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EDITIONS
Friday, 16 August, 2002, 06:48 GMT 07:48 UK
Tories call for net paedophile laws
New laws making it an offence to use internet chatrooms to "groom" children for sexual abuse should be urgently introduced, the Conservatives have said.


I hope this won't be a matter of great dispute

Oliver Letwin
Although the government is already considering the measure, the shadow home secretary, Oliver Letwin, says he believes the case for new legislation has already been made.

He also wants increased penalties for paedophiles who refuse to unlock encrypted information being stored on the internet.

A Home Office task force is currently considering new legislation to protect children from paedophiles who try to contact them in person, on the phone or via the internet.

'Precipitating action'

So far the government has not said if or when this might be introduced but it could form part of a much wider review of the laws on sexual offences, which could result in new legislation in the next Parliamentary session.

Holly and Jessica
Police feared Holly and Jessica had been contacted in a chatroom
But Mr Letwin, said a new offence of internet grooming should be introduced immediately.

Parents should also have the right to get an injunction in the courts if they think an adult is using the internet to contact a child to entice them into sex, he said.

"Even if the police do uncover such actions, in themselves they are not presently illegal," he told BBC Radio 4's Today programme.

So although abduction was illegal, the actions that might lead up to it were not, he added.

Mr Letwin admitted policing the internet was difficult but he said "some things can be done quite quickly and what we are trying to do is precipitate action".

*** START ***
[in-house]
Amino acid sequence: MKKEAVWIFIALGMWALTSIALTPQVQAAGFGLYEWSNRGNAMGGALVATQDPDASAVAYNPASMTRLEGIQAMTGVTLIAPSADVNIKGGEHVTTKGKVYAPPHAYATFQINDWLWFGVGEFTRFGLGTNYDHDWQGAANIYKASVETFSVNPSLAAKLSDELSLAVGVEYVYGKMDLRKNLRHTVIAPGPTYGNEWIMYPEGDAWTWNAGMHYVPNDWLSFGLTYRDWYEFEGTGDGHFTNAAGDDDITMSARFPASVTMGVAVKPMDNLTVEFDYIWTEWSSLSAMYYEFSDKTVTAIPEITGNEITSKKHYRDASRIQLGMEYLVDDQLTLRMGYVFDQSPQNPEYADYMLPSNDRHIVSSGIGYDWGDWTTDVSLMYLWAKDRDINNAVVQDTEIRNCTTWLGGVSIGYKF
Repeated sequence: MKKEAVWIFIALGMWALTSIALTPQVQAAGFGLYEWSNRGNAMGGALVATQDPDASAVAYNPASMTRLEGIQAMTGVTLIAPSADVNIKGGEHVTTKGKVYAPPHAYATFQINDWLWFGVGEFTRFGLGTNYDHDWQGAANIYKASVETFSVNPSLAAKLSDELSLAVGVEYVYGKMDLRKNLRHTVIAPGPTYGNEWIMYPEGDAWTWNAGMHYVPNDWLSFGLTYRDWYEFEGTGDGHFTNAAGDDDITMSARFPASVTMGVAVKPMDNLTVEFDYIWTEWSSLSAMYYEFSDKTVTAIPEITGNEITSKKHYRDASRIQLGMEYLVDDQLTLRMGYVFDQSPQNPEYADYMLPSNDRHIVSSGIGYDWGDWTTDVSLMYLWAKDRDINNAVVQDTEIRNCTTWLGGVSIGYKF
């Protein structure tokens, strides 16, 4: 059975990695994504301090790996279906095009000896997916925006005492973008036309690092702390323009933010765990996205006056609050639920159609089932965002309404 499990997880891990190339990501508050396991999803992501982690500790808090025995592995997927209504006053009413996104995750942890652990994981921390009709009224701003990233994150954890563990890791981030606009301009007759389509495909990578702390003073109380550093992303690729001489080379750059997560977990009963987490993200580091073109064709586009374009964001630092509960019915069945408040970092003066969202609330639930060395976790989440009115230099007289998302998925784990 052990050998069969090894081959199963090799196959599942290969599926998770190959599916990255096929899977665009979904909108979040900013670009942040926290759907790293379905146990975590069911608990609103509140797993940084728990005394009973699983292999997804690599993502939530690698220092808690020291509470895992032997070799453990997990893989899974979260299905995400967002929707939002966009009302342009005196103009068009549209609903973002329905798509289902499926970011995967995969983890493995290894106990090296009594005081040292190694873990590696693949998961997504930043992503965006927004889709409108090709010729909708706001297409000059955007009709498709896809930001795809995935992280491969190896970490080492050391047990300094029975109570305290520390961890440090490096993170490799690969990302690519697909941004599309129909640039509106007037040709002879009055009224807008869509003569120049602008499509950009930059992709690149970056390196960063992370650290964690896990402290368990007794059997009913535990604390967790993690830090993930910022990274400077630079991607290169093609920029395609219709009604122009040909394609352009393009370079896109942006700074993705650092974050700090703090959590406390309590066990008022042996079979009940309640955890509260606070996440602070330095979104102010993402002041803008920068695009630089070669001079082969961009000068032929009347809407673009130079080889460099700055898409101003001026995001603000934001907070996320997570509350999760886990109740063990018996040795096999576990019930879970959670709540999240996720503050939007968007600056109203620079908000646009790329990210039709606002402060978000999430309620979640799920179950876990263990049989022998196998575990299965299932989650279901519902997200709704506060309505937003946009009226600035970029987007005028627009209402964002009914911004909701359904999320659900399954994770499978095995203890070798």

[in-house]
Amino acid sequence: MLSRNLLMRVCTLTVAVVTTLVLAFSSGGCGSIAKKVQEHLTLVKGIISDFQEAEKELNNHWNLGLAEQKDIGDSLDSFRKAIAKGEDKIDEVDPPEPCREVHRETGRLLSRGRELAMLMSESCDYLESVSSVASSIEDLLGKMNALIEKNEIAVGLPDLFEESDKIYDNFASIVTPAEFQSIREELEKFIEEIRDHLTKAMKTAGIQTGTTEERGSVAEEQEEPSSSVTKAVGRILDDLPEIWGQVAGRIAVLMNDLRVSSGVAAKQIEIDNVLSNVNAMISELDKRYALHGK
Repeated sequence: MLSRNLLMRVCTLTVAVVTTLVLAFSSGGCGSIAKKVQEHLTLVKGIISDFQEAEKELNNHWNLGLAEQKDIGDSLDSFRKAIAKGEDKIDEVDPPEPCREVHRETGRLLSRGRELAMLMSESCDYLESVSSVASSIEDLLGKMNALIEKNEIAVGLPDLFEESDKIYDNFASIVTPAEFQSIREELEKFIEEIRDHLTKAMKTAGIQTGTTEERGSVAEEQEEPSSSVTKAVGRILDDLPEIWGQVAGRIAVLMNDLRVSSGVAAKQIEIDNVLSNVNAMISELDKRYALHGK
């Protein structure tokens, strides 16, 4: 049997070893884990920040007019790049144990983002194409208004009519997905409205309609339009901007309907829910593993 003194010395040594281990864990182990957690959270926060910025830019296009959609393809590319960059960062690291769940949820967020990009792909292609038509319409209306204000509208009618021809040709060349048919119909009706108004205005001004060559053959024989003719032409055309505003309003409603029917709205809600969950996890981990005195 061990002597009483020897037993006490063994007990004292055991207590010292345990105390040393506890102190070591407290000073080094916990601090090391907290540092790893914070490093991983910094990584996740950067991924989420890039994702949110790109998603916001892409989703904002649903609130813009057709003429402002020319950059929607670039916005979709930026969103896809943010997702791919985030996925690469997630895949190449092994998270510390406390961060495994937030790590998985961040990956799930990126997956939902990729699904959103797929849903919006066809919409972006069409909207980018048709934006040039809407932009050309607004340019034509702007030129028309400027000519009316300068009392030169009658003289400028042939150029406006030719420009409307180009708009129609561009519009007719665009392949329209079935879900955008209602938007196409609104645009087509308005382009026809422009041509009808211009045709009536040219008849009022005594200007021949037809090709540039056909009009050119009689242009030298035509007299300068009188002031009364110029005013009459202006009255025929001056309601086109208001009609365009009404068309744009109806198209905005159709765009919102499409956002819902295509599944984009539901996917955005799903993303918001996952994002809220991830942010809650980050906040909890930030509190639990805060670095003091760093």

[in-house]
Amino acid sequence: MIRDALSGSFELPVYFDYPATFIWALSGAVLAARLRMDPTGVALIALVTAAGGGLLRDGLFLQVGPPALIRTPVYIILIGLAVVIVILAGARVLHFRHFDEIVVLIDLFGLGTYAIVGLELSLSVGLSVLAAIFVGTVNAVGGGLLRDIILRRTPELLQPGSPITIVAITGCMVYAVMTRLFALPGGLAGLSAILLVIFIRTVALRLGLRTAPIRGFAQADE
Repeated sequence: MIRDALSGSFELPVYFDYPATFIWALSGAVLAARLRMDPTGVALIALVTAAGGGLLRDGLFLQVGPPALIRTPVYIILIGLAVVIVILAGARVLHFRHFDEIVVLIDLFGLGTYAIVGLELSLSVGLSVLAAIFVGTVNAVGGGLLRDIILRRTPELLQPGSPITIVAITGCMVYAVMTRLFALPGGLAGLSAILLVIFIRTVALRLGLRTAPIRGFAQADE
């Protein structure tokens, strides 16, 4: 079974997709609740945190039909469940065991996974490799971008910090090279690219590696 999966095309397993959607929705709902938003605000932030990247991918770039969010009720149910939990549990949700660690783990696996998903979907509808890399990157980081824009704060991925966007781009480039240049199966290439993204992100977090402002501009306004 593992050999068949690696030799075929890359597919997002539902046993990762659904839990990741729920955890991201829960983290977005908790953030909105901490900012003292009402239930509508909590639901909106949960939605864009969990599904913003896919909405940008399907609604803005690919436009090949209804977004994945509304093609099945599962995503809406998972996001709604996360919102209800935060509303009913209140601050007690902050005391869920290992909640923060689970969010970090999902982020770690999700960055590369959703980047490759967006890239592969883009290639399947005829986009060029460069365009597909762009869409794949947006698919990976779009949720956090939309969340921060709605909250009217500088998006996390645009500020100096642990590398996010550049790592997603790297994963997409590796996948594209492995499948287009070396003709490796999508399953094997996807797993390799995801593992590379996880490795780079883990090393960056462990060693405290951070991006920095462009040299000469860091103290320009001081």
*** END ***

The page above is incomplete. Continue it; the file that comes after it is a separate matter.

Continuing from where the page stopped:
He added: "I hope this won't be a matter of great dispute and we can move quickly on this."

The Tories would be coming up with further proposals in September, he said.

Fears unfounded

The case of missing 10-year-olds Holly Wells and Jessica Chapman has brought the issue of paedophiles contacting children through chatrooms back to the fore.

It was feared the Cambridgeshire schoolgirls had been lured to meet someone who had befriended them on the net.

Police now believe this is not the case, after an analysis of Holly's PC showed the pair had not been in a chatroom on the day of their disappearance.

Lure

However, police and child protection organisations say it is all too easy for a paedophile to enter a chatroom, often posing as a teenager, and win a youngster's confidence.

They then suggest a face to face meeting.

In the past two years, at least 12 children have been sexually assaulted by people who first contacted them via the internet.

Although their attackers were sent to prison, child protection campaigners say the law needs strengthening.

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Shadow Home Secretary Oliver Letwin
"At the moment there is no specific offence of internet grooming"
See also:

10 Aug 02 | Politics
19 Dec 01 | Asia-Pacific
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